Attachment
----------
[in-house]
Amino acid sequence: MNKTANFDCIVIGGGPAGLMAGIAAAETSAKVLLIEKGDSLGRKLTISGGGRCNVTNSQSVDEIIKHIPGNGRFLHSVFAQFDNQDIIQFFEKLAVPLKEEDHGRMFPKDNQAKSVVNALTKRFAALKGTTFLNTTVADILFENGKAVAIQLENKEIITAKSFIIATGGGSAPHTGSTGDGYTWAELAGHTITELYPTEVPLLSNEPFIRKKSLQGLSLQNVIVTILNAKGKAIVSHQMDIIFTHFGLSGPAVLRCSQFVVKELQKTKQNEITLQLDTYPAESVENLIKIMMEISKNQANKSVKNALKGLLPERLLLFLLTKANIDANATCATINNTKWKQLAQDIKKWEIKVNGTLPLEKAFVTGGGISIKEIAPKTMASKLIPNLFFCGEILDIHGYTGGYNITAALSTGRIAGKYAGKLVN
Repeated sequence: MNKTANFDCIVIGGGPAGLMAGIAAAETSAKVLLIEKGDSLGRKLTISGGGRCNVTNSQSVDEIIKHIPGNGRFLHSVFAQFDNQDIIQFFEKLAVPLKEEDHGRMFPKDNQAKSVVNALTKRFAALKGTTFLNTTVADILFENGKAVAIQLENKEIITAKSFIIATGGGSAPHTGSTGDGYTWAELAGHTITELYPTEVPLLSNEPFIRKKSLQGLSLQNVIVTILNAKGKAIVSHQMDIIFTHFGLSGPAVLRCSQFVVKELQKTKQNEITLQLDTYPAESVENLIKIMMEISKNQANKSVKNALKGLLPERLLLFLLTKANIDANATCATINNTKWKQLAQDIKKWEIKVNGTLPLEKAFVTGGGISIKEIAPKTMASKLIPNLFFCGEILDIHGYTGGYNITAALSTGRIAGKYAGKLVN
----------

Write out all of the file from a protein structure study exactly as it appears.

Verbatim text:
[in-house]
Amino acid sequence: MNKTANFDCIVIGGGPAGLMAGIAAAETSAKVLLIEKGDSLGRKLTISGGGRCNVTNSQSVDEIIKHIPGNGRFLHSVFAQFDNQDIIQFFEKLAVPLKEEDHGRMFPKDNQAKSVVNALTKRFAALKGTTFLNTTVADILFENGKAVAIQLENKEIITAKSFIIATGGGSAPHTGSTGDGYTWAELAGHTITELYPTEVPLLSNEPFIRKKSLQGLSLQNVIVTILNAKGKAIVSHQMDIIFTHFGLSGPAVLRCSQFVVKELQKTKQNEITLQLDTYPAESVENLIKIMMEISKNQANKSVKNALKGLLPERLLLFLLTKANIDANATCATINNTKWKQLAQDIKKWEIKVNGTLPLEKAFVTGGGISIKEIAPKTMASKLIPNLFFCGEILDIHGYTGGYNITAALSTGRIAGKYAGKLVN
Repeated sequence: MNKTANFDCIVIGGGPAGLMAGIAAAETSAKVLLIEKGDSLGRKLTISGGGRCNVTNSQSVDEIIKHIPGNGRFLHSVFAQFDNQDIIQFFEKLAVPLKEEDHGRMFPKDNQAKSVVNALTKRFAALKGTTFLNTTVADILFENGKAVAIQLENKEIITAKSFIIATGGGSAPHTGSTGDGYTWAELAGHTITELYPTEVPLLSNEPFIRKKSLQGLSLQNVIVTILNAKGKAIVSHQMDIIFTHFGLSGPAVLRCSQFVVKELQKTKQNEITLQLDTYPAESVENLIKIMMEISKNQANKSVKNALKGLLPERLLLFLLTKANIDANATCATINNTKWKQLAQDIKKWEIKVNGTLPLEKAFVTGGGISIKEIAPKTMASKLIPNLFFCGEILDIHGYTGGYNITAALSTGRIAGKYAGKLVN